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The diagonal artefacts are caused by having all of your quads split into triangles along the same diagonal. You define points [0,1,2,3] for your quad. Each quad is split into triangles [0,1,2] and [1,2,3]. Try drawing with GL_TRIANGLES and alternating your choice of diagonal. There are probably more efficient ways of doing this using GL_TRIANGLE_STRIP or GL_QUAD_STRIP.

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I'll go ahead and give you the accepted answer since I haven't marked one yet and this is indeed what I found. Alternating the triangle direction is something that many heightmap engines don't do, but seems a good trick. I have since found out about "texture splatting", however, and intend to instead store a list of different alphamaps, and each tile will have an alphamap and two textures, and then OpenGL will blend them on-the-fly as described in this post: gamedev.net/community/forums/viewreply.asp?ID=2456662 –  Ricket Jul 20 '09 at 14:50
    
(in other words, I'm changing my approach from the vertex alphas method, and also avoiding shader approaches as another answer mentioned) –  Ricket Jul 20 '09 at 14:51
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i think you are doing it right, but you should increase the resolution of your heightmap a lot to get finer tesselation!

for example look at this heightmap renderer:

mdterrain

it shows the same artifacts at low resolution but gets better if you increase the iterations

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well I figured I might be looking too closely, but I was hoping there would be a different solution to just avoid this problem at a low resolution... even ramping it up to 100x100 shows clear diagonals, though this could be played with a little when I actually make this into an editor and not just displaying a random pattern... –  Ricket Jul 19 '09 at 13:19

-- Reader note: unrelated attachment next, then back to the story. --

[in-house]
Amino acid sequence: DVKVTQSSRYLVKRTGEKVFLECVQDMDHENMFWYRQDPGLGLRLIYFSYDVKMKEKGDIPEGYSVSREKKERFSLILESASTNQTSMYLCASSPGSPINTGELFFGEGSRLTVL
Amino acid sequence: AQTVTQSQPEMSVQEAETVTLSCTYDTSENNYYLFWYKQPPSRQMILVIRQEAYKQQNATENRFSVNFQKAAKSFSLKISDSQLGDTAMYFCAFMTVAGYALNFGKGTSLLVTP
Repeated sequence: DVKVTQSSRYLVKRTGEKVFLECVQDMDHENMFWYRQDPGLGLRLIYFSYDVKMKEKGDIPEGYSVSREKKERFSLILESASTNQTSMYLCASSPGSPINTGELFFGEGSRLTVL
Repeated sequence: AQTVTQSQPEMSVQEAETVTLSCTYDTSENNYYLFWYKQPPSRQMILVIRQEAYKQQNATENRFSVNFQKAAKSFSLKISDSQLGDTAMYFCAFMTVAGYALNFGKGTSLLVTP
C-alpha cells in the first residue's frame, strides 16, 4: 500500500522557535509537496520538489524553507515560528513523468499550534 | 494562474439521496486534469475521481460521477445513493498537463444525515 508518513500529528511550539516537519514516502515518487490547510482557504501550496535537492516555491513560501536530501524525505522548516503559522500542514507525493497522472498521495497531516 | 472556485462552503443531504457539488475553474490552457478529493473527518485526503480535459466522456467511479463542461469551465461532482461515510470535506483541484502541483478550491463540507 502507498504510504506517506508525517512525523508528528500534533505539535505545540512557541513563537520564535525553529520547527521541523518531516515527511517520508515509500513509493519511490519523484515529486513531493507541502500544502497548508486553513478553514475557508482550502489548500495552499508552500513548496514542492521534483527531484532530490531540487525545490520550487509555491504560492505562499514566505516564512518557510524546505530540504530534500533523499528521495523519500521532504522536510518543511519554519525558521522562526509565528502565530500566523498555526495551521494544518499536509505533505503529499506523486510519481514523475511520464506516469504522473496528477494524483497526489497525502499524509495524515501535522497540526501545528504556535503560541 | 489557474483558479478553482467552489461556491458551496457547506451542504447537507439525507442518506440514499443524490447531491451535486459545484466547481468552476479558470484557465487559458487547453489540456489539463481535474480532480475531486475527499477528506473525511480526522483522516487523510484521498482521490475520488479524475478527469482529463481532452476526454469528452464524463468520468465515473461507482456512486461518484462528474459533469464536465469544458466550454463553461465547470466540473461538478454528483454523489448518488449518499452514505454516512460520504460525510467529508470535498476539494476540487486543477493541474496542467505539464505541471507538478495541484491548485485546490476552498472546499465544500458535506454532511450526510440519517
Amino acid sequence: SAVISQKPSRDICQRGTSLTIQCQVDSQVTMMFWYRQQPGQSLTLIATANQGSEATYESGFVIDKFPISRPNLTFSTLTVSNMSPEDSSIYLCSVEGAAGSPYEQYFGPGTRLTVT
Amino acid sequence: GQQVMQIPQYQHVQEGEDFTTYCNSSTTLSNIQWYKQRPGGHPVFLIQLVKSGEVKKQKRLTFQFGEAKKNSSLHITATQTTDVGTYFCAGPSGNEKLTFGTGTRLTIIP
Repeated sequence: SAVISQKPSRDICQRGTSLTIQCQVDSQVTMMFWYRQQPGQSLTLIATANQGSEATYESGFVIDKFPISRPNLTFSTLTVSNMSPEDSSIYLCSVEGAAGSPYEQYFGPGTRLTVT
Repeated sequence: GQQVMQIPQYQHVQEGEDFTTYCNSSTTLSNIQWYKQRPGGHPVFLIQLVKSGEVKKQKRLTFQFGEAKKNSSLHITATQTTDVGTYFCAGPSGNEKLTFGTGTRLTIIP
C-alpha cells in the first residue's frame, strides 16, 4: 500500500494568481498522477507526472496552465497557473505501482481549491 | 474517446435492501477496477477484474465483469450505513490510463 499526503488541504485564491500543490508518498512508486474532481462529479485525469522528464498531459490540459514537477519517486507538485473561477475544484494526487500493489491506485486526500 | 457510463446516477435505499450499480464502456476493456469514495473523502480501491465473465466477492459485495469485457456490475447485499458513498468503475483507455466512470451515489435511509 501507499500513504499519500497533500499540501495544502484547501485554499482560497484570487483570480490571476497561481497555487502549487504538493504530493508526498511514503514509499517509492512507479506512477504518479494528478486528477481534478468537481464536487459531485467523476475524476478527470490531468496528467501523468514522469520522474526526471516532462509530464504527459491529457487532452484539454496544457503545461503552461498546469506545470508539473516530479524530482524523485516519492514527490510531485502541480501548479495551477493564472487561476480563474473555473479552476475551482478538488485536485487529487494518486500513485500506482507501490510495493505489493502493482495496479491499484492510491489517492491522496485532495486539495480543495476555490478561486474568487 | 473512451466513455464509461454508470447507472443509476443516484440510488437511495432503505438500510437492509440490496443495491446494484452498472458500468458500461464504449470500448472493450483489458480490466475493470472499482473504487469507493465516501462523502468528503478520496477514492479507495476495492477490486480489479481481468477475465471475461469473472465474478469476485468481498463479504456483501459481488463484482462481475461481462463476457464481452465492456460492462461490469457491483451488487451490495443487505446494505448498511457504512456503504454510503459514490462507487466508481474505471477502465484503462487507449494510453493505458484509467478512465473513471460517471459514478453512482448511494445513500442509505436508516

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I've never done this myself, but I've read several guides (which I can't find right now) and it seems pretty straight-forward and can even be optimized by using shaders.

Create a master texture to control the mixing of 4 sub-textures. Use the r,g,b,a components of the master texture as a percentage mix of each subtextures ( lava, paper, etc, etc). You can easily paint a master texture using paint.net, photostop, gimp and just paint into each color channel. You can compute the resulting texture before hand using all 5 textures OR you can calculate the result on the fly with a fragment shader. I don't have a good example of either, but I think you can figure it out given how far you've come.

The end result will be "pixel" pefect blending (depends on the textures resolution and filtering) and will avoid the vertex blending issues.

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That was actually written on my other question: stackoverflow.com/questions/1110844/… I'm trying to avoid having a whole-map alpha map like that, but it may have to be done in the end.... It just seems like, look at that RuneScape image and I don't see any pixels. That's how I want it, and it makes me think my approach is just a little off but I've got the right general concept I think. I don't want pixel-perfect. It's the difference between raster and vector graphics... Vector graphics are what I'm going for. –  Ricket Jul 19 '09 at 14:25
    
Perhaps you can use this technique for the overall terrain, ex grass, stones, sand. Then use special tiled detail textures for paths, edges, etc. –  basszero Jul 19 '09 at 15:33